My personal theory of social change involves two main factors: a key influencer and an incentivized critical mass within a community. I think most social change is started by a key influencer — maybe a single individual, a motivated group, even large businesses. The key influencer gains momentum through different avenues (now that we’ve talked about them, the four levers of change make sense at this stage), but for social change to actually happen, a critical mass of the relevant community needs to be appropriately incentivized.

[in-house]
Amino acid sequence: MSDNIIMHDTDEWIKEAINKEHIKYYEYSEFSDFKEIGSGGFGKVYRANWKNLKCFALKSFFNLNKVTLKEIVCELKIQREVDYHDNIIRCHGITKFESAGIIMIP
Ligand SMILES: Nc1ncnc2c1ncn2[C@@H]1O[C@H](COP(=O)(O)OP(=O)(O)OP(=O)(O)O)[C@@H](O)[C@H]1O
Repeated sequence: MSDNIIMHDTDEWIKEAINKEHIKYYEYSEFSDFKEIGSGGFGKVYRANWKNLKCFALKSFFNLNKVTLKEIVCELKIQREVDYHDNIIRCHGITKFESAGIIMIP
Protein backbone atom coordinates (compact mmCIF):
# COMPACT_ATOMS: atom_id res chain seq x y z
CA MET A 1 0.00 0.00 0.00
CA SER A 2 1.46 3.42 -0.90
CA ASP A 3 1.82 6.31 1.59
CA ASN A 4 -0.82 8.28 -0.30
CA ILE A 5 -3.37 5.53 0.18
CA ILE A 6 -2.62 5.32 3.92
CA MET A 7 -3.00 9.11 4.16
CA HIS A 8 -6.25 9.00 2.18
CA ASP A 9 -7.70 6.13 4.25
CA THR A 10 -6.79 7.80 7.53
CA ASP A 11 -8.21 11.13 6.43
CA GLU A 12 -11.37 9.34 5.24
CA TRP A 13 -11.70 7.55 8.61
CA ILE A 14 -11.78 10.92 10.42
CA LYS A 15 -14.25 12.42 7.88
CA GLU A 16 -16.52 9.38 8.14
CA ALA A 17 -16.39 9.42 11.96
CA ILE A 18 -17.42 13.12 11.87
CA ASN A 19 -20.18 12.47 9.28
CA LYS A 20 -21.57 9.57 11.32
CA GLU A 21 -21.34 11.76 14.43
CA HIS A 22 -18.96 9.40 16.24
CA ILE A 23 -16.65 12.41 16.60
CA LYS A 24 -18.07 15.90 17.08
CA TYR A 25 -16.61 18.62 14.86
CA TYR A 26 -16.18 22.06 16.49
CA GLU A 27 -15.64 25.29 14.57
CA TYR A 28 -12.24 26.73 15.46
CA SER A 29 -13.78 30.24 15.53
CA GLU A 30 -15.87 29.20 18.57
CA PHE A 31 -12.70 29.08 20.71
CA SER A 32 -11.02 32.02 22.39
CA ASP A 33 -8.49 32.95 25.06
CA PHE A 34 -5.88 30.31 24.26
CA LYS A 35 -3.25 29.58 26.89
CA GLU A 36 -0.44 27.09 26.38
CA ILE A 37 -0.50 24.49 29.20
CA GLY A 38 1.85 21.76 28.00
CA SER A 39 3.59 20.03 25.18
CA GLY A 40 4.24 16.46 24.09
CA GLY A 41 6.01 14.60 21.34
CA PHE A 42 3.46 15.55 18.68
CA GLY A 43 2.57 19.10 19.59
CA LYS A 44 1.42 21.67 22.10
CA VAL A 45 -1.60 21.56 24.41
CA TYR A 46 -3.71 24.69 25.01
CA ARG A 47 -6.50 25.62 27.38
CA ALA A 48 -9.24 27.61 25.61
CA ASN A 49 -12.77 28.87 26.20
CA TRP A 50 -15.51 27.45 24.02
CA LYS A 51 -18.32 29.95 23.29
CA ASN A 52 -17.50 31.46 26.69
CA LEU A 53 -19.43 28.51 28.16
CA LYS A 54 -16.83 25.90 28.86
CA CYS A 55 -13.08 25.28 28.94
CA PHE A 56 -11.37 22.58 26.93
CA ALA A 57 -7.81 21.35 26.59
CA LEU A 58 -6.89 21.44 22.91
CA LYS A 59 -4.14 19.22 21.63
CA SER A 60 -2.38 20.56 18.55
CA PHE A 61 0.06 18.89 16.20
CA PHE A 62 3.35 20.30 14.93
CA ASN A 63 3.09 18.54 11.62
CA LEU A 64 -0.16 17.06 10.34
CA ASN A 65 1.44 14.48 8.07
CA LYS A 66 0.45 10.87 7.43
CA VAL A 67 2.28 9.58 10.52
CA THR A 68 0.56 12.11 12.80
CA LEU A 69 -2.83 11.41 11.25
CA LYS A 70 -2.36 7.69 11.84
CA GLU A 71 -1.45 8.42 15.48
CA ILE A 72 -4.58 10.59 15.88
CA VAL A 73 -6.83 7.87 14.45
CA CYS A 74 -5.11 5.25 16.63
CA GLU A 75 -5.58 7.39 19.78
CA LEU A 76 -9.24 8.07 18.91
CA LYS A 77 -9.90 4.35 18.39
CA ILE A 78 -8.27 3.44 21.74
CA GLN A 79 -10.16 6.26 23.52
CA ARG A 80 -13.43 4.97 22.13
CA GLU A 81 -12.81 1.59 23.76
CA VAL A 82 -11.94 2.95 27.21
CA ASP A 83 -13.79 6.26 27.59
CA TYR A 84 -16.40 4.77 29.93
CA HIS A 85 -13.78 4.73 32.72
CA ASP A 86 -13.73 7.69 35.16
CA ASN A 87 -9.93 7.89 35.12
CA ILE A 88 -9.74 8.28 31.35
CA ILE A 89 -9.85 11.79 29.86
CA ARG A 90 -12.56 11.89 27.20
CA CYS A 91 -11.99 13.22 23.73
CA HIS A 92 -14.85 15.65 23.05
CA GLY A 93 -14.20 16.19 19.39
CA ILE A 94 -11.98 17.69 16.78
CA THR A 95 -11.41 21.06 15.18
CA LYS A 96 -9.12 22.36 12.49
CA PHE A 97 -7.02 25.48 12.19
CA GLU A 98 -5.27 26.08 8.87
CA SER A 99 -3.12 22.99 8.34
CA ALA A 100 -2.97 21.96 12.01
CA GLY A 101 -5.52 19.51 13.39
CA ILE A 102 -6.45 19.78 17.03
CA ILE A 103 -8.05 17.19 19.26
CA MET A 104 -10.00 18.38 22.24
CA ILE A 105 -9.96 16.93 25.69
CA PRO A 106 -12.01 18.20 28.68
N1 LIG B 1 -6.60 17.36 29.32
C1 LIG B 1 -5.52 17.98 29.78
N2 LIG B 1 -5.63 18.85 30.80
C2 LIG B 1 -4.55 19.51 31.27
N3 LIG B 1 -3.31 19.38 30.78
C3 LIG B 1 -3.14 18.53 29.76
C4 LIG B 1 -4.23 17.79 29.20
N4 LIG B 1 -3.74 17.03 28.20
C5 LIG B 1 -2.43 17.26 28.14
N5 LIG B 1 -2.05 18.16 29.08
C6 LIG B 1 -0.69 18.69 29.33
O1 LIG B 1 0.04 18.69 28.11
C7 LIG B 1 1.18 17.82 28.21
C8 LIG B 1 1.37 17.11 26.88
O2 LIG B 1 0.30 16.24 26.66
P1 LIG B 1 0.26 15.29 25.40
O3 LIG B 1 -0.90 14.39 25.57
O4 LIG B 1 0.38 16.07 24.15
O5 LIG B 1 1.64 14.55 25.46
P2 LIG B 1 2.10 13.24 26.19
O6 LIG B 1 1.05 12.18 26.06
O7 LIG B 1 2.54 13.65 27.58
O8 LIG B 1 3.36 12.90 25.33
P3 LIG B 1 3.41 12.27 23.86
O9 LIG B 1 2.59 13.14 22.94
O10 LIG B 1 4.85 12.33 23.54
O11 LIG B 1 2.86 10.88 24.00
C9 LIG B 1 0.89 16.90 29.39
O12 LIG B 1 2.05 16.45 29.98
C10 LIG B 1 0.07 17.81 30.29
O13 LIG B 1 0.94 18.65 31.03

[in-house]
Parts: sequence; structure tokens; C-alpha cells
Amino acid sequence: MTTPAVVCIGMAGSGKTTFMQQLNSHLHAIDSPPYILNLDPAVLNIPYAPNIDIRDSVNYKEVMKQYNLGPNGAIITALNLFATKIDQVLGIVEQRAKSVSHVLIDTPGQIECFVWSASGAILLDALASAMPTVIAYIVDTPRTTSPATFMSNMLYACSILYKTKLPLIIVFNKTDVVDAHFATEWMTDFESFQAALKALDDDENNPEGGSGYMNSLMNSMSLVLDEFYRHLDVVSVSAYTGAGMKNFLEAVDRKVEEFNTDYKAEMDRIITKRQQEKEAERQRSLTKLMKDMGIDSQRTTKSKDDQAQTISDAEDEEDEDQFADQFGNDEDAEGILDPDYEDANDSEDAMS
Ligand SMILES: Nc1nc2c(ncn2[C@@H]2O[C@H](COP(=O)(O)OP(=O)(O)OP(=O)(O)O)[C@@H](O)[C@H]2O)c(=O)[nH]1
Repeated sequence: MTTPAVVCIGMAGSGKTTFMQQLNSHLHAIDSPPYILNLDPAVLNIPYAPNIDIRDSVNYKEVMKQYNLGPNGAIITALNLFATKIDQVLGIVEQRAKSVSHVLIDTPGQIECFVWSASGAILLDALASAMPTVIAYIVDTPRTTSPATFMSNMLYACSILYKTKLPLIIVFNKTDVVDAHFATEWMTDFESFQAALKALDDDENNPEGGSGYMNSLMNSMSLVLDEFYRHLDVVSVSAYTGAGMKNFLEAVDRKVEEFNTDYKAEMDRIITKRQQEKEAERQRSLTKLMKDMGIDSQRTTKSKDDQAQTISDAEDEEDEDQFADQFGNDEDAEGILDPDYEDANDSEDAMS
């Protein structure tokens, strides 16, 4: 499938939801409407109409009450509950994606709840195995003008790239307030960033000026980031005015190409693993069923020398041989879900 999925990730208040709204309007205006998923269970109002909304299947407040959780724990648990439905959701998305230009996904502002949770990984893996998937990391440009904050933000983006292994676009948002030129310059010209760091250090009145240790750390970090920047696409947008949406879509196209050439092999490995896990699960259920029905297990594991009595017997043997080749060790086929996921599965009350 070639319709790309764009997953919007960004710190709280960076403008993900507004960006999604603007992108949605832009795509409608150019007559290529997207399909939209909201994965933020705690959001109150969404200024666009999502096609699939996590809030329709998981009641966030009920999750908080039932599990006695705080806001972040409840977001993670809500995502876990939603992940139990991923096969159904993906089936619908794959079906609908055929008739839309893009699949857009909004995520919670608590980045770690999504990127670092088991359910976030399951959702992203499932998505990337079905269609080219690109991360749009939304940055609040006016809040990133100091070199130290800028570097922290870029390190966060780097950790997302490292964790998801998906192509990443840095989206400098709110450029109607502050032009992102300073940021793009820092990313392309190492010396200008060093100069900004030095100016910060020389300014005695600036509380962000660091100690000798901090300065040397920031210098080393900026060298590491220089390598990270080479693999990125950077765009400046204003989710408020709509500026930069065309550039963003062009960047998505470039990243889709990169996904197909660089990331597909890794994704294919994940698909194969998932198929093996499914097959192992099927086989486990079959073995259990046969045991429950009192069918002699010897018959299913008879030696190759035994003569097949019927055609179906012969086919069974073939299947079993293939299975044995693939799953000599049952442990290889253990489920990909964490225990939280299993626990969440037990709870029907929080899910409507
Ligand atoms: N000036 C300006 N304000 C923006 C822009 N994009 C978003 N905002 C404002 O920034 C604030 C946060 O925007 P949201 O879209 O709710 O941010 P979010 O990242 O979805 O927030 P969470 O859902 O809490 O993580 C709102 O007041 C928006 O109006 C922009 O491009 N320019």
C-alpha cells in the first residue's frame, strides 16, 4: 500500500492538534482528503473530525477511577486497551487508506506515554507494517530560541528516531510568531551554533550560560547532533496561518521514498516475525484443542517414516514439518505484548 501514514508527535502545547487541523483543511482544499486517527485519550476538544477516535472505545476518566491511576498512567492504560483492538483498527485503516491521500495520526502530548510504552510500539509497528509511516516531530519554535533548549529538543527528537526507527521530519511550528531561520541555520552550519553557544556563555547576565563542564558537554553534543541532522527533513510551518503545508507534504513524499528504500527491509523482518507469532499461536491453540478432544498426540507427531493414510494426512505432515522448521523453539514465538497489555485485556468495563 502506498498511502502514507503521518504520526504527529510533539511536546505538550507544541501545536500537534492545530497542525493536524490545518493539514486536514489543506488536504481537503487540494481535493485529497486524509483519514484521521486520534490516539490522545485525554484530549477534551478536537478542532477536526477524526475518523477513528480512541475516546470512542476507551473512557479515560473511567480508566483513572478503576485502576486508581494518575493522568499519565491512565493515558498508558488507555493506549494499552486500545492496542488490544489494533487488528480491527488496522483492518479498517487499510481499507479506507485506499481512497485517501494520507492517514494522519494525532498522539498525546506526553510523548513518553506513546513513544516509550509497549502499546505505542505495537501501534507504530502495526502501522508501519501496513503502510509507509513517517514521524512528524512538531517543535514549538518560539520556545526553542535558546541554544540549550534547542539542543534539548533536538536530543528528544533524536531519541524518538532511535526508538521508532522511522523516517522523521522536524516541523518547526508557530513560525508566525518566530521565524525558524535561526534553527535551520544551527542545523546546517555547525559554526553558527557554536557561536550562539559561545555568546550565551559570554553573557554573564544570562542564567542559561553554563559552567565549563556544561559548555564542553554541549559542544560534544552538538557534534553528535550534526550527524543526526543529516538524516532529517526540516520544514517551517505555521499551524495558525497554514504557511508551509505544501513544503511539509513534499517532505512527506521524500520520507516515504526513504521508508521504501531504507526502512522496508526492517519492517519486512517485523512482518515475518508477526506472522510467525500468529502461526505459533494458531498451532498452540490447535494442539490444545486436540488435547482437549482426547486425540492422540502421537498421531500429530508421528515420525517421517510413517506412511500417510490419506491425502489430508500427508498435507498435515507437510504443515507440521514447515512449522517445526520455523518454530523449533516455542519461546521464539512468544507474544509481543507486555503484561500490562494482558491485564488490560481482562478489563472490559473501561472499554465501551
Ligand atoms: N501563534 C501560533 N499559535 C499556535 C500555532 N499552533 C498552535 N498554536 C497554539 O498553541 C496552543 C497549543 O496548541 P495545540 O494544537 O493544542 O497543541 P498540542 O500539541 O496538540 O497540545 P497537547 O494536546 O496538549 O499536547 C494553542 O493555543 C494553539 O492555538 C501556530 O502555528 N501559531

I know it seems somewhat cynical to already start talking about incentives. I do believe that people will do things out pure internal motivation — however, at a larger scale, most people have different personal priorities, and behaving in a way that promotes a particular social change may not be at the top of the list for a critical number of people unless there are incentives that move it up their priorities list, or makes it easier for them to go along with the social change. A common example of this is environmental behavior: most people say they want to help save the environment, but choosing energy-efficient light bulbs or recycling properly might not be at the top of their priorities list unless they’re incentivized by convenience, lower costs, or sufficient peer pressure/public shaming. Often, the challenge for the key influencer once they have built up enough momentum is thinking about how to change the system such that the incentives are aligned for the social change.